Instead, he refers to being dragged to "Willy Wonka and the Chocolate Factory" as a 12-year-old and liking the way the story was punctuated by musical moments. That was easier to accept than the more recent "Dreamgirls." Although it was beautifully produced and staged, he felt it had a fatal flaw in terms of winning over the audience: the decision not to feature a character singing until about 30 minutes in. Seeing the audience’s cynical response to that song taught Murdoch something simple: "My girl is going to come out singing, and the people who don’t want to be there should leave then."

How do you describe the plot of the film to Belle and Sebastian music fans? Is there a difference in the way you describe the film to others?

Belle and Sebastian fans tend to get where I’m coming from. If I were speaking to my mother, I would say, "Well, it’s about a girl who’s in a psychiatric hospital who clings onto music as a way of getting better."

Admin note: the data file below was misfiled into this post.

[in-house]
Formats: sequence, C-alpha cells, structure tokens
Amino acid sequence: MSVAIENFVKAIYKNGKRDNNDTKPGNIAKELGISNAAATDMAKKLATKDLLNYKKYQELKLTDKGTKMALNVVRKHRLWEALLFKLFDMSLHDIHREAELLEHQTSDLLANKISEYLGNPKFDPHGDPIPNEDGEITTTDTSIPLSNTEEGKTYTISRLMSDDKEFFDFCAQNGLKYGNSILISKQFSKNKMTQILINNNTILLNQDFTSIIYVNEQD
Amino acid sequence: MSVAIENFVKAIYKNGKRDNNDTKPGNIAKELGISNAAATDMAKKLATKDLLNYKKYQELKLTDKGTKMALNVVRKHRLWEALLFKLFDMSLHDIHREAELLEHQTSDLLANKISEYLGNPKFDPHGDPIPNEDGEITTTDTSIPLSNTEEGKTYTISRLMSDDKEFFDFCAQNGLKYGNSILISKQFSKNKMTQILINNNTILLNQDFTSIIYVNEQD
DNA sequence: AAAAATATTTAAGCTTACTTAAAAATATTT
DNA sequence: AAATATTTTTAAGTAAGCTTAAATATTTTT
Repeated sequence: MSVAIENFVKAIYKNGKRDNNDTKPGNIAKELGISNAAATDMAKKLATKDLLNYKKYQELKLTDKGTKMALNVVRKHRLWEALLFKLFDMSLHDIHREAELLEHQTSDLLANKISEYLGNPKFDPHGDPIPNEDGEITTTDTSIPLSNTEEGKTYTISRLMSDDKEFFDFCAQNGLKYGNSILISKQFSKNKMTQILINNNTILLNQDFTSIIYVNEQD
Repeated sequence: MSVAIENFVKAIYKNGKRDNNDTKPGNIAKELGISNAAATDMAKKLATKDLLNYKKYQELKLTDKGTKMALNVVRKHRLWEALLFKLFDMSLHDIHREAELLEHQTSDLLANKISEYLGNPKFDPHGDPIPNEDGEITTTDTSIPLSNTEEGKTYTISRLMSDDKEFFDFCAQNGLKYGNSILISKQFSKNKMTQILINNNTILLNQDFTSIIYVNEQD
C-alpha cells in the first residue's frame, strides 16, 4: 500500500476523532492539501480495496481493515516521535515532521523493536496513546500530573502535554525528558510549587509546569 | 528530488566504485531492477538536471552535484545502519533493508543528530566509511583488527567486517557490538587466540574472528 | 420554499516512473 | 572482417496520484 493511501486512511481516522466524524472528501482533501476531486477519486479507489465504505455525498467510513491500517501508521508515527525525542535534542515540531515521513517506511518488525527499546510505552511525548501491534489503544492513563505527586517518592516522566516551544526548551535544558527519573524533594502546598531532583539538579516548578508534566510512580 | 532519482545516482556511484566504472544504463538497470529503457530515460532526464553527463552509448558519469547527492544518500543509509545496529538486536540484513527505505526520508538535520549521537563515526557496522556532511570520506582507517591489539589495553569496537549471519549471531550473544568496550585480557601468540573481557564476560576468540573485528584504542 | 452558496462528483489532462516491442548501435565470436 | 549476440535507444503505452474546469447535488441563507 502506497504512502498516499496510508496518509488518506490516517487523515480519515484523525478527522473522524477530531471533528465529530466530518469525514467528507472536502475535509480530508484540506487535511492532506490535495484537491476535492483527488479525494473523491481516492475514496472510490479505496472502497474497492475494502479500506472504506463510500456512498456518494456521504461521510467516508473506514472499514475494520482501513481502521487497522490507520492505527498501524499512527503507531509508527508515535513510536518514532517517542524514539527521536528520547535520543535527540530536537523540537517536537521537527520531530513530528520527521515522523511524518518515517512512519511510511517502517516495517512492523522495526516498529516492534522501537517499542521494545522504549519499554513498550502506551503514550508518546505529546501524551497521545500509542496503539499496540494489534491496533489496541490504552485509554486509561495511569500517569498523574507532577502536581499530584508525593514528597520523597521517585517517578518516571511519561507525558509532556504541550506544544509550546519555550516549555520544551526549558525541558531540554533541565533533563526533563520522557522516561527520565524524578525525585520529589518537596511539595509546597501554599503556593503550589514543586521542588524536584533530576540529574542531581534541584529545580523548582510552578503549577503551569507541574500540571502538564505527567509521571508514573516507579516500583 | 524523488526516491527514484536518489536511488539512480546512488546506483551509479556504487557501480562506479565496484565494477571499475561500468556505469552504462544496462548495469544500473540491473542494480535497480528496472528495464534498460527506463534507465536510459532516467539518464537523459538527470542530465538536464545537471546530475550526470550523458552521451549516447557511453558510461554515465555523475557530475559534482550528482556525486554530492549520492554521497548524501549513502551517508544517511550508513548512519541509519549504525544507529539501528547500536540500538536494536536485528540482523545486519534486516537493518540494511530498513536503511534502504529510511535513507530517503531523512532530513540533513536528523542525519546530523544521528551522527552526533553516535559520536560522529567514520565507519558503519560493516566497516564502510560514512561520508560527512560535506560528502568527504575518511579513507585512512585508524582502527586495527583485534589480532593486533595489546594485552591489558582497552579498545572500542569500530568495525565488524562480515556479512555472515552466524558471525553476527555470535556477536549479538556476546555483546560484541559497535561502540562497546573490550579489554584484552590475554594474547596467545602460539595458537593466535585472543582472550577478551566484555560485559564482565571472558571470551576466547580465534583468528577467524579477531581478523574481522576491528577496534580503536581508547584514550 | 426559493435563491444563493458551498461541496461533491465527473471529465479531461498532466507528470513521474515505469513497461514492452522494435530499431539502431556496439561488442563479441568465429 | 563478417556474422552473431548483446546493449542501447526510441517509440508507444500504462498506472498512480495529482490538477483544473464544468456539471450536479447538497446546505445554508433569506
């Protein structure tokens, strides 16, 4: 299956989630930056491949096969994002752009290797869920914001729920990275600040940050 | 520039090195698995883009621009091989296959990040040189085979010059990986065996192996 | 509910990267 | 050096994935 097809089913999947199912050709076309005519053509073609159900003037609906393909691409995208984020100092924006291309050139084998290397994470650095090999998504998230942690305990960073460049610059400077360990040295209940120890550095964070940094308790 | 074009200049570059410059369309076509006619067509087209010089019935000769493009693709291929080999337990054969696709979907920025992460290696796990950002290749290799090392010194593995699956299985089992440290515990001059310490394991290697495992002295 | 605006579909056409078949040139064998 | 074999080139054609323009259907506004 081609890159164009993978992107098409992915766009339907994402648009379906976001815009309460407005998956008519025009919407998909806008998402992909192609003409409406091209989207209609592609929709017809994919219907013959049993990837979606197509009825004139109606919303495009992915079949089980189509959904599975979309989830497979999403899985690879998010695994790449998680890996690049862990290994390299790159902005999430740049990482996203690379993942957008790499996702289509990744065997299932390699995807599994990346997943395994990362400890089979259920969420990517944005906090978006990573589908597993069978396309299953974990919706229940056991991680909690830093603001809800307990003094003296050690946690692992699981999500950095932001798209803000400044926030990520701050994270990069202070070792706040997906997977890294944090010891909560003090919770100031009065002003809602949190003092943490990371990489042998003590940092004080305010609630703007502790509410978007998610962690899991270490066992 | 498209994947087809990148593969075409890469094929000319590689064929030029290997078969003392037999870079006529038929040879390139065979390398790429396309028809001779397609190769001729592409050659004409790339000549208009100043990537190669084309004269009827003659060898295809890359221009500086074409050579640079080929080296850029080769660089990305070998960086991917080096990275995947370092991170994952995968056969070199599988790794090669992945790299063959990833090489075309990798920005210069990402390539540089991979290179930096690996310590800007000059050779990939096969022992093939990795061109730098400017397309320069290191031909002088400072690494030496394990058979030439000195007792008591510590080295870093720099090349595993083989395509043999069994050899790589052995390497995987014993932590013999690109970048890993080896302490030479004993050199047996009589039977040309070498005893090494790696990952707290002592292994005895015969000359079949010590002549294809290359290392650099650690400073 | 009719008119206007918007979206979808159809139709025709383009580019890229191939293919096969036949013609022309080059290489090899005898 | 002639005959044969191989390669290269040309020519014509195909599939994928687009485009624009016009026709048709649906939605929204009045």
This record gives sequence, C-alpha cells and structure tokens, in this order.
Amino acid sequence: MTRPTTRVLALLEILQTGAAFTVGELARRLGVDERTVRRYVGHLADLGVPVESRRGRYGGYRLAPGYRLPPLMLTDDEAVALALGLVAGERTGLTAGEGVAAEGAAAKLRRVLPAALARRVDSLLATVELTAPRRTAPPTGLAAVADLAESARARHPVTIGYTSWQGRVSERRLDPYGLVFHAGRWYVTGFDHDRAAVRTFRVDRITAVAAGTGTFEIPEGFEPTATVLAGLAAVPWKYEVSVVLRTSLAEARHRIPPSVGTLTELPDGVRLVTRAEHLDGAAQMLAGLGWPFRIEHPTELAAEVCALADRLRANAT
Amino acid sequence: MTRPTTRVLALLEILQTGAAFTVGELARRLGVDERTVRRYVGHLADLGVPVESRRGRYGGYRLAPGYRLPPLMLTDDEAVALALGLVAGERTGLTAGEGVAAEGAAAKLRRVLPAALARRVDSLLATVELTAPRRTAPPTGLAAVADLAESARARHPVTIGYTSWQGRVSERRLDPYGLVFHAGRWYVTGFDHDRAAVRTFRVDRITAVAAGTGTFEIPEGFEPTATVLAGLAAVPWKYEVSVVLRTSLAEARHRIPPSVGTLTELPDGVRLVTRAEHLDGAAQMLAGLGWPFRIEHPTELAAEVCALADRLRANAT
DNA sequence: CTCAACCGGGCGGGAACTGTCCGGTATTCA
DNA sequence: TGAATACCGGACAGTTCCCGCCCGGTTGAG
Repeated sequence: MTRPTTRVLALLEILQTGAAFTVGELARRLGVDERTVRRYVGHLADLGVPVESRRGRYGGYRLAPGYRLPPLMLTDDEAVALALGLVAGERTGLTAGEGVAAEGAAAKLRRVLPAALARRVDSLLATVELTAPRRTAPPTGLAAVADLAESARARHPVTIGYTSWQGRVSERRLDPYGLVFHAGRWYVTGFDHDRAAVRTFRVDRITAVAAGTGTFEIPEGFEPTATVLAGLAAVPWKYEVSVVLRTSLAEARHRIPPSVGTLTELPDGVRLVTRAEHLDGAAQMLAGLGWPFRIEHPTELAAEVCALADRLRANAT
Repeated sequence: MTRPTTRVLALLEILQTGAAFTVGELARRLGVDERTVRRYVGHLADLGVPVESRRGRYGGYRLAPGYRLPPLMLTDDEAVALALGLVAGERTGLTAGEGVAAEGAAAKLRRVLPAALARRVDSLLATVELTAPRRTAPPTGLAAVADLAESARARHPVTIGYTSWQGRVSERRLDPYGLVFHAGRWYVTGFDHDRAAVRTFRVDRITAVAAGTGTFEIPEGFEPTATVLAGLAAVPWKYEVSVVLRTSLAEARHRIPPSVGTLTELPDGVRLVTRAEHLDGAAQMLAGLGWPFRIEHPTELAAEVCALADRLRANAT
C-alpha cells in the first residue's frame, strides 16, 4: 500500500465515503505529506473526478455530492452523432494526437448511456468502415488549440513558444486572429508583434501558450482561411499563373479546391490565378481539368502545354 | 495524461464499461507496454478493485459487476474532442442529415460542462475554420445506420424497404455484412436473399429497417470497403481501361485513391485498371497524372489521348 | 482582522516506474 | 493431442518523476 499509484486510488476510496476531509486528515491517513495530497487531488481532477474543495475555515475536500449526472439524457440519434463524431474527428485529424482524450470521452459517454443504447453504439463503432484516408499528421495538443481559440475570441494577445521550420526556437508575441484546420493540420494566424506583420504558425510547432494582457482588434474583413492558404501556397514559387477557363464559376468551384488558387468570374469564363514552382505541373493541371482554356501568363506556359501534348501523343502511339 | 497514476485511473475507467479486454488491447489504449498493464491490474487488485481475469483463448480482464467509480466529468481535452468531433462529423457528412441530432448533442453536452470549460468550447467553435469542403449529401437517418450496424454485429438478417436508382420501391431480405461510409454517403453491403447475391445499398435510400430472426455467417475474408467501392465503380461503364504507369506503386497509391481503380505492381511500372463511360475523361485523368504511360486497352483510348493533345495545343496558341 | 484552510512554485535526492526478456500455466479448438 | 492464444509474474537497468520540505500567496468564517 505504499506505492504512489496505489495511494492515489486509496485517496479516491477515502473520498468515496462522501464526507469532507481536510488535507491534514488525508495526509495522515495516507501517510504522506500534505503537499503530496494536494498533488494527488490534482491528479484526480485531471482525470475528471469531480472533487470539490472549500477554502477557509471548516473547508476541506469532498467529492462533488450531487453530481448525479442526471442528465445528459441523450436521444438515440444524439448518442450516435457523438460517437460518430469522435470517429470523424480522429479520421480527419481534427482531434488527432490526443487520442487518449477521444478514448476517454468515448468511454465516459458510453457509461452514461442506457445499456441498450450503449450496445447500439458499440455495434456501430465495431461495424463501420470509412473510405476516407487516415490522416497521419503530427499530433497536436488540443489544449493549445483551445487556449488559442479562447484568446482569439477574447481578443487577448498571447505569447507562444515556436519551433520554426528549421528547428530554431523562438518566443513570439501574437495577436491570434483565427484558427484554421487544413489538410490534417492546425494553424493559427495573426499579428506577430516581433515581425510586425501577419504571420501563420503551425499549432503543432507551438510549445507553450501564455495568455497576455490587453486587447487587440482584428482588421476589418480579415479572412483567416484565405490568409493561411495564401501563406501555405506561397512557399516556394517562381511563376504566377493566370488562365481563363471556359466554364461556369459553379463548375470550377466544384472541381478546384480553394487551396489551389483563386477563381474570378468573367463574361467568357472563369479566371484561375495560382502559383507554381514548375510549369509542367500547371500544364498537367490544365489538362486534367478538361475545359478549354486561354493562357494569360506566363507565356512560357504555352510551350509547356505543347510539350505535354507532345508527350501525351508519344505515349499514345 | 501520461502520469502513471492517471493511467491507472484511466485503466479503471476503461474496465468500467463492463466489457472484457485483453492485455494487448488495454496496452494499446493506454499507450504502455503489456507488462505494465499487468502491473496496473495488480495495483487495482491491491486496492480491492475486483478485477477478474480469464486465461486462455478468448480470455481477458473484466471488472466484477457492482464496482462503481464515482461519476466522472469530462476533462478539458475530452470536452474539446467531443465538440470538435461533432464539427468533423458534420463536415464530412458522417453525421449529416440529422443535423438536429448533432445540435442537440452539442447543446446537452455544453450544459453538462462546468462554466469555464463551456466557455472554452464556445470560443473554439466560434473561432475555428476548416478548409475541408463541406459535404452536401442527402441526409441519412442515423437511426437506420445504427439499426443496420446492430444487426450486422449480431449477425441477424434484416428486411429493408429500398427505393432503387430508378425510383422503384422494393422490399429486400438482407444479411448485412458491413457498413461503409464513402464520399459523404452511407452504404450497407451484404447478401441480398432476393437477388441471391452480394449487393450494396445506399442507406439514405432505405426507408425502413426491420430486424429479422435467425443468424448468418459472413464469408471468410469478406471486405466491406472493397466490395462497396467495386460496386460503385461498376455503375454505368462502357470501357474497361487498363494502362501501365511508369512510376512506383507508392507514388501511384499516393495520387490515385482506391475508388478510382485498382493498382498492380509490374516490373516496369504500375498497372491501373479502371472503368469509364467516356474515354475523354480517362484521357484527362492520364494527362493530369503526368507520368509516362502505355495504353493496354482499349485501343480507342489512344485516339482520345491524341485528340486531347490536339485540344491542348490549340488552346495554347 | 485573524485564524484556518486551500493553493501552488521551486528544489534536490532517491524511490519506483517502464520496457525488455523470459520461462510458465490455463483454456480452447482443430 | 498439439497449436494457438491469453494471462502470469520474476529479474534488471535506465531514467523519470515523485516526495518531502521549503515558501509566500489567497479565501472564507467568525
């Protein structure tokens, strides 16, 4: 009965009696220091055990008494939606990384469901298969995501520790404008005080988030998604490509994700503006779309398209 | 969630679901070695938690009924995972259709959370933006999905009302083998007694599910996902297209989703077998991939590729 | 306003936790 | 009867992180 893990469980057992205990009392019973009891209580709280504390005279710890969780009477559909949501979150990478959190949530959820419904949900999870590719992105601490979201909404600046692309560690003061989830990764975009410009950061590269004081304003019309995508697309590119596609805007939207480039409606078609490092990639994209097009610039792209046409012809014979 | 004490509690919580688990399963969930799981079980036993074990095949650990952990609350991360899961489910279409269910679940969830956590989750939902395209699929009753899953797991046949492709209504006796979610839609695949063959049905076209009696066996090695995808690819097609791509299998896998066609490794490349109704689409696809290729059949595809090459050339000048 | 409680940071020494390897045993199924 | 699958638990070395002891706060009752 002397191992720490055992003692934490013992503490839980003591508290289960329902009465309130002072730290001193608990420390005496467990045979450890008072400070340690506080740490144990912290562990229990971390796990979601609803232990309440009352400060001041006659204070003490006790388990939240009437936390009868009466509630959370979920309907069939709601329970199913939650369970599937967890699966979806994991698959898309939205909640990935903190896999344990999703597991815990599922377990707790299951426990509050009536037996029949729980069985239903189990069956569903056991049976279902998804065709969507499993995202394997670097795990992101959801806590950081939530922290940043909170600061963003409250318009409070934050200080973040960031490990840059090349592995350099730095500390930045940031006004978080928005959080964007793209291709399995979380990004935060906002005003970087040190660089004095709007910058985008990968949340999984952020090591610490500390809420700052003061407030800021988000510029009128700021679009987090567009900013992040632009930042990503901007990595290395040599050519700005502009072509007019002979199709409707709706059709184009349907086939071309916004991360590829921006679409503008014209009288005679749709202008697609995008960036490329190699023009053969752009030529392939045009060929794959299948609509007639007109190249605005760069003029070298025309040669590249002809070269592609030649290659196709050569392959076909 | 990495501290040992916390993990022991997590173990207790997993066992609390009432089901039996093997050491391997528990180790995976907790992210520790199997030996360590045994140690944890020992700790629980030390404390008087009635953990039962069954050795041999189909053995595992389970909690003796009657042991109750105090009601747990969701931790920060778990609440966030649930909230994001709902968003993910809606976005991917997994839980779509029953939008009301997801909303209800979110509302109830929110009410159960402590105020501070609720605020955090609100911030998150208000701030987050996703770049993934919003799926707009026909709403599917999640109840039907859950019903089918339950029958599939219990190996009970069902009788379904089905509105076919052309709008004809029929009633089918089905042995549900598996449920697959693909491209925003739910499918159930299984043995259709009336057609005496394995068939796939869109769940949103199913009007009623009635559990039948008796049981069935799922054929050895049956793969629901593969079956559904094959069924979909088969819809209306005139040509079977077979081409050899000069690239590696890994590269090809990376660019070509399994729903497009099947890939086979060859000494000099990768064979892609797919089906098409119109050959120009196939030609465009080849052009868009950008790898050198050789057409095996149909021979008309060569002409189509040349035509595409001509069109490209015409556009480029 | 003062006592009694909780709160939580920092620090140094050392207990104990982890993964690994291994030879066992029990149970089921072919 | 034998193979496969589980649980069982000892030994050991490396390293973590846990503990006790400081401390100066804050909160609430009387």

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When the song "God Help the Girl"first popped into your head, how did you envision the Eve character?

At first, and for the longest time, she was quite a chattery figure. She was like a sprite, like an elf of a girl, or something. I did have a dream where somebody came onstage with Belle and Sebastian; I had forgotten some of the words, as usual. And I saw a dynamic little character who sort of came and went, who you didn’t have any control over. And she was pure music.

Pure music? What do you mean by that?